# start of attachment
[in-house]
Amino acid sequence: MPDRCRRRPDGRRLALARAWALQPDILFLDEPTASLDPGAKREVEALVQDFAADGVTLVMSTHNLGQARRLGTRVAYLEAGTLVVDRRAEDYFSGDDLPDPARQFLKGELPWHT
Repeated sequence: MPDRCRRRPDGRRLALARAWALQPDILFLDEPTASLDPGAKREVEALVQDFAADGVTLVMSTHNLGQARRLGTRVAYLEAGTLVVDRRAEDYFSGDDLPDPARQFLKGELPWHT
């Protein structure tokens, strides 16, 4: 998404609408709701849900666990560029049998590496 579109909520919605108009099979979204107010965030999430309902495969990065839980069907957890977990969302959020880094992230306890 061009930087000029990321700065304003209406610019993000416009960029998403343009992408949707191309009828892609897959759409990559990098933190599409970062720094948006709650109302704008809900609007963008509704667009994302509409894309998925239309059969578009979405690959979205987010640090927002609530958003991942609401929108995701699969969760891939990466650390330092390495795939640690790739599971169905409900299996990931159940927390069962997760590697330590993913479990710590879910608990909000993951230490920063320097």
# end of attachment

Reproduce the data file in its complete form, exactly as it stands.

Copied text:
[in-house]
Amino acid sequence: MPDRCRRRPDGRRLALARAWALQPDILFLDEPTASLDPGAKREVEALVQDFAADGVTLVMSTHNLGQARRLGTRVAYLEAGTLVVDRRAEDYFSGDDLPDPARQFLKGELPWHT
Repeated sequence: MPDRCRRRPDGRRLALARAWALQPDILFLDEPTASLDPGAKREVEALVQDFAADGVTLVMSTHNLGQARRLGTRVAYLEAGTLVVDRRAEDYFSGDDLPDPARQFLKGELPWHT
């Protein structure tokens, strides 16, 4: 998404609408709701849900666990560029049998590496 579109909520919605108009099979979204107010965030999430309902495969990065839980069907957890977990969302959020880094992230306890 061009930087000029990321700065304003209406610019993000416009960029998403343009992408949707191309009828892609897959759409990559990098933190599409970062720094948006709650109302704008809900609007963008509704667009994302509409894309998925239309059969578009979405690959979205987010640090927002609530958003991942609401929108995701699969969760891939990466650390330092390495795939640690790739599971169905409900299996990931159940927390069962997760590697330590993913479990710590879910608990909000993951230490920063320097």